As Britain ages amid austerity, more and more people will suffer from long-term health conditions. Obesity and diabetes are on the rise. Mental health problems are widespread. Tobacco and addictions are well-known killers. Each condition brings high costs, both financial and social. Meanwhile, budgets for the NHS, social care and public health are being squeezed. Despite this potential crisis, new opportunities are emerging to support both healthcare providers and the population. Advances in understanding will change how behaviour can prevent and mitigate ill health. Our approach to health must become more ‘social’. The Health of People – a report compiled by the Campaign for Social Sciences – investigates a range of ways to cut the cost of health interventions and to improve patient outcomes as well as ways of preventing people becoming patients. The report includes arguments for and case studies in favour of a more rounded, social science informed view of health and wellbeing. It concludes with an invitation to clinicians and policy makers to think outside the box of ‘care’ about the causes and prevention of ill health.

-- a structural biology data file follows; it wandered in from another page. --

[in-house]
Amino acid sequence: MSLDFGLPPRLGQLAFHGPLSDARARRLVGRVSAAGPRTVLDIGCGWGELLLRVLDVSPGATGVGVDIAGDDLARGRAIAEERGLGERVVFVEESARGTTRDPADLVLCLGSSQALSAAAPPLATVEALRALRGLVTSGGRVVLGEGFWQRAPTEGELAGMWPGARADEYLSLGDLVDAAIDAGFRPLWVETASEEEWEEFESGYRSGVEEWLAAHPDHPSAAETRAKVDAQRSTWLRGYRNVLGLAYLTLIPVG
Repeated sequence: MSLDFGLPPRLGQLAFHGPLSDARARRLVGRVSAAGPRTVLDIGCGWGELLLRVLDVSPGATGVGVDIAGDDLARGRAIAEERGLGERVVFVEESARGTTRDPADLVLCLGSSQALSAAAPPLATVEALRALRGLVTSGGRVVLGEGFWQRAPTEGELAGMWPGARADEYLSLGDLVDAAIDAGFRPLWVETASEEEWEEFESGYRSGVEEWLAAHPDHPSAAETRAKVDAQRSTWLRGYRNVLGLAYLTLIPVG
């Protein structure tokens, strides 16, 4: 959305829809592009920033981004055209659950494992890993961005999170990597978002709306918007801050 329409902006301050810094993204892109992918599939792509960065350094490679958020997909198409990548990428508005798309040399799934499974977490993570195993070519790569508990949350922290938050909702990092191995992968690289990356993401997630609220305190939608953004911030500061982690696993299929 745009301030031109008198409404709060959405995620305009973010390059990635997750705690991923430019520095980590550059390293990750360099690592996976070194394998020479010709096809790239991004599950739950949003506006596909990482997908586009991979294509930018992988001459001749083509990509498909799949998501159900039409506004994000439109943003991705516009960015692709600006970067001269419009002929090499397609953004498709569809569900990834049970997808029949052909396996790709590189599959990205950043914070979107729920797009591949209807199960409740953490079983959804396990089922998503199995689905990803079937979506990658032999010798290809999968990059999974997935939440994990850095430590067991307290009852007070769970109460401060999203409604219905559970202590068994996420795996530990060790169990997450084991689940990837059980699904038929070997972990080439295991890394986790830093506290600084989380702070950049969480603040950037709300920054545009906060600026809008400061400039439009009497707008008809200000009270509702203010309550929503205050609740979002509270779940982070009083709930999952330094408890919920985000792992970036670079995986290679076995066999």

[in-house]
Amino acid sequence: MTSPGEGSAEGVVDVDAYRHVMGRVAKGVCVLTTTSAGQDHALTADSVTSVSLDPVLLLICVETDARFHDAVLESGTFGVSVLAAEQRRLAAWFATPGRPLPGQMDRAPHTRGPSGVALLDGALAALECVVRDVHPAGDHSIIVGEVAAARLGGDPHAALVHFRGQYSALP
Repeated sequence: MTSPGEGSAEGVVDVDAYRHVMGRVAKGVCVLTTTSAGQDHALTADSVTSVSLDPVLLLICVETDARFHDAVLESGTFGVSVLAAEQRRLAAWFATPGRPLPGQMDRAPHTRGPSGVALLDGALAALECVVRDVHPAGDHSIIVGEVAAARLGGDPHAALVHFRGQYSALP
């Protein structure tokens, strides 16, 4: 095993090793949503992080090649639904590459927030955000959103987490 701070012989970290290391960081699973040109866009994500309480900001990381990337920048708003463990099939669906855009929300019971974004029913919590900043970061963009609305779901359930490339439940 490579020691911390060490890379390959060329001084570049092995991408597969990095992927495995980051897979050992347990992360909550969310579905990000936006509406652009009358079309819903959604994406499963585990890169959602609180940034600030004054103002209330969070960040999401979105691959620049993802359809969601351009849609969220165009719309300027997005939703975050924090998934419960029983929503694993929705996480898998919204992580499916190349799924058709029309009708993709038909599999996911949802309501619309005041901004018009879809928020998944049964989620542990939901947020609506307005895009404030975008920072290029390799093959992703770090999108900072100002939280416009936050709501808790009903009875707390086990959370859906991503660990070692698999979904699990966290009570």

Behaviour change and implications for health service delivery
[Page 30]Social science research already plays an important role in helping to inform policy and practice about how health services are delivered. For example, economists, sociologists and others provide information about how UK health service delivery compares with other countries.87 Social scientists provide independent information about medical careers and how to plan to ensure we have the healthcare workers we need in various settings, an issue of particular importance for the long-term prospects of the NHS.88
Planning for health services is a complex mix of patient needs and expectations – the ‘demand’ for services – and the way institutions and individuals work to deliver healthcare – the ‘supply’ side. Particular challenges ...